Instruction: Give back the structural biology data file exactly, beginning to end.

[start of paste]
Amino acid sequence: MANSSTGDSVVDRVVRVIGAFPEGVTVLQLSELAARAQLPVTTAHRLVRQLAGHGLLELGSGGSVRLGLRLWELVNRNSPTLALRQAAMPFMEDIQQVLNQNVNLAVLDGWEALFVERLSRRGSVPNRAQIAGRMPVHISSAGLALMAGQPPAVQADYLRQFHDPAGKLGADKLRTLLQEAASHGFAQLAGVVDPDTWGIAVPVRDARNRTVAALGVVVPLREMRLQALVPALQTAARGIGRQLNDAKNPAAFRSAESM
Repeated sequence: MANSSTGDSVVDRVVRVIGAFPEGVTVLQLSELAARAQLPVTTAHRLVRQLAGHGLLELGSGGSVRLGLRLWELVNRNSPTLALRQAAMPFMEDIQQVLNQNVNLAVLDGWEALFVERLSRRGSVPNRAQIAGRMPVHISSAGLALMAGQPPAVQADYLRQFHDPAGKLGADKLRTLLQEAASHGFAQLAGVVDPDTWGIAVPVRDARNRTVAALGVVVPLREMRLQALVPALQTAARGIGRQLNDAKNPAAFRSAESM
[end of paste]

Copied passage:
Amino acid sequence: MANSSTGDSVVDRVVRVIGAFPEGVTVLQLSELAARAQLPVTTAHRLVRQLAGHGLLELGSGGSVRLGLRLWELVNRNSPTLALRQAAMPFMEDIQQVLNQNVNLAVLDGWEALFVERLSRRGSVPNRAQIAGRMPVHISSAGLALMAGQPPAVQADYLRQFHDPAGKLGADKLRTLLQEAASHGFAQLAGVVDPDTWGIAVPVRDARNRTVAALGVVVPLREMRLQALVPALQTAARGIGRQLNDAKNPAAFRSAESM
Repeated sequence: MANSSTGDSVVDRVVRVIGAFPEGVTVLQLSELAARAQLPVTTAHRLVRQLAGHGLLELGSGGSVRLGLRLWELVNRNSPTLALRQAAMPFMEDIQQVLNQNVNLAVLDGWEALFVERLSRRGSVPNRAQIAGRMPVHISSAGLALMAGQPPAVQADYLRQFHDPAGKLGADKLRTLLQEAASHGFAQLAGVVDPDTWGIAVPVRDARNRTVAALGVVVPLREMRLQALVPALQTAARGIGRQLNDAKNPAAFRSAESM